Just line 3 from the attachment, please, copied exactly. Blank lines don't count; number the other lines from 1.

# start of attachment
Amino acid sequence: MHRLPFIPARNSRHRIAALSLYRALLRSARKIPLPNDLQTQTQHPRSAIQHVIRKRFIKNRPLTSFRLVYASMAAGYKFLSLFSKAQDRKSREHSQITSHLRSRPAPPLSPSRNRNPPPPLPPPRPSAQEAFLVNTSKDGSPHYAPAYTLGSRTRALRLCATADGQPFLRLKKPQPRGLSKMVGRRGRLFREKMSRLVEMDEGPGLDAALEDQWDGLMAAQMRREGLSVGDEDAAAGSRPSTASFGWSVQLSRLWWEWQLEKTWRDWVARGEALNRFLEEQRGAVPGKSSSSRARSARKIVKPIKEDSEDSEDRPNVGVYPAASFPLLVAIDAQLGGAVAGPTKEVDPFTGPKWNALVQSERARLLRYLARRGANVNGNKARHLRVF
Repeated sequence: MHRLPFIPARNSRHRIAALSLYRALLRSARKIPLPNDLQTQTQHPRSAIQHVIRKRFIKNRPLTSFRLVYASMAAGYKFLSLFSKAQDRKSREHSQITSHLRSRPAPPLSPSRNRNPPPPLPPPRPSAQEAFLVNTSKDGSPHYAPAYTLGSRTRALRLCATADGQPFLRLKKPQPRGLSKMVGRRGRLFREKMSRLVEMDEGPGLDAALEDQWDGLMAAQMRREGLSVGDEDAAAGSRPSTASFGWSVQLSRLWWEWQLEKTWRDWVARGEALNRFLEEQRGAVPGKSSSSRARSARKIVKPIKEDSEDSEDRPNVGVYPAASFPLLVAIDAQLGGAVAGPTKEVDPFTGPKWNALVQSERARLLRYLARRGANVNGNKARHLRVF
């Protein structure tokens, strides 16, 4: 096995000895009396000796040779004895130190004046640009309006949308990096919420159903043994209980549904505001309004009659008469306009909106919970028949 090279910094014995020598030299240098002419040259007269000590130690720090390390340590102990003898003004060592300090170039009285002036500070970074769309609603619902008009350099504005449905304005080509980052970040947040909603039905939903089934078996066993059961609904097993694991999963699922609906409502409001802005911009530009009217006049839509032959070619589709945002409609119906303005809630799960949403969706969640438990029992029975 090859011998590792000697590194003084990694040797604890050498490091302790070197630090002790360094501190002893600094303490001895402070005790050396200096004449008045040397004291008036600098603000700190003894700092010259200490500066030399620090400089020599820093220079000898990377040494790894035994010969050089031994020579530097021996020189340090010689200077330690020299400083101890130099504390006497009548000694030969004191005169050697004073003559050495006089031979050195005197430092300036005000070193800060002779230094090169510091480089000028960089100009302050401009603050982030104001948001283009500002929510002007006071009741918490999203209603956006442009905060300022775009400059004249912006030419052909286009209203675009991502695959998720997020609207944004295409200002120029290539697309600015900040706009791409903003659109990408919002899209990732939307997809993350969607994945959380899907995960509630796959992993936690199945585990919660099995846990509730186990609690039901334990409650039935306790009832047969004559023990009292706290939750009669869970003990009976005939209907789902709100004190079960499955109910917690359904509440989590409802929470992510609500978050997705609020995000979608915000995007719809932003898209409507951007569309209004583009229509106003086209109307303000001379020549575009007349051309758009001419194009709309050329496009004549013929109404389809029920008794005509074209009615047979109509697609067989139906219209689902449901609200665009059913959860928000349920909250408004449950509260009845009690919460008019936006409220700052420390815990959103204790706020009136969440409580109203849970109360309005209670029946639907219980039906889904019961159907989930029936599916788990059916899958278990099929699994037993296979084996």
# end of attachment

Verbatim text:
């Protein structure tokens, strides 16, 4: 096995000895009396000796040779004895130190004046640009309006949308990096919420159903043994209980549904505001309004009659008469306009909106919970028949 090279910094014995020598030299240098002419040259007269000590130690720090390390340590102990003898003004060592300090170039009285002036500070970074769309609603619902008009350099504005449905304005080509980052970040947040909603039905939903089934078996066993059961609904097993694991999963699922609906409502409001802005911009530009009217006049839509032959070619589709945002409609119906303005809630799960949403969706969640438990029992029975 090859011998590792000697590194003084990694040797604890050498490091302790070197630090002790360094501190002893600094303490001895402070005790050396200096004449008045040397004291008036600098603000700190003894700092010259200490500066030399620090400089020599820093220079000898990377040494790894035994010969050089031994020579530097021996020189340090010689200077330690020299400083101890130099504390006497009548000694030969004191005169050697004073003559050495006089031979050195005197430092300036005000070193800060002779230094090169510091480089000028960089100009302050401009603050982030104001948001283009500002929510002007006071009741918490999203209603956006442009905060300022775009400059004249912006030419052909286009209203675009991502695959998720997020609207944004295409200002120029290539697309600015900040706009791409903003659109990408919002899209990732939307997809993350969607994945959380899907995960509630796959992993936690199945585990919660099995846990509730186990609690039901334990409650039935306790009832047969004559023990009292706290939750009669869970003990009976005939209907789902709100004190079960499955109910917690359904509440989590409802929470992510609500978050997705609020995000979608915000995007719809932003898209409507951007569309209004583009229509106003086209109307303000001379020549575009007349051309758009001419194009709309050329496009004549013929109404389809029920008794005509074209009615047979109509697609067989139906219209689902449901609200665009059913959860928000349920909250408004449950509260009845009690919460008019936006409220700052420390815990959103204790706020009136969440409580109203849970109360309005209670029946639907219980039906889904019961159907989930029936599916788990059916899958278990099929699994037993296979084996």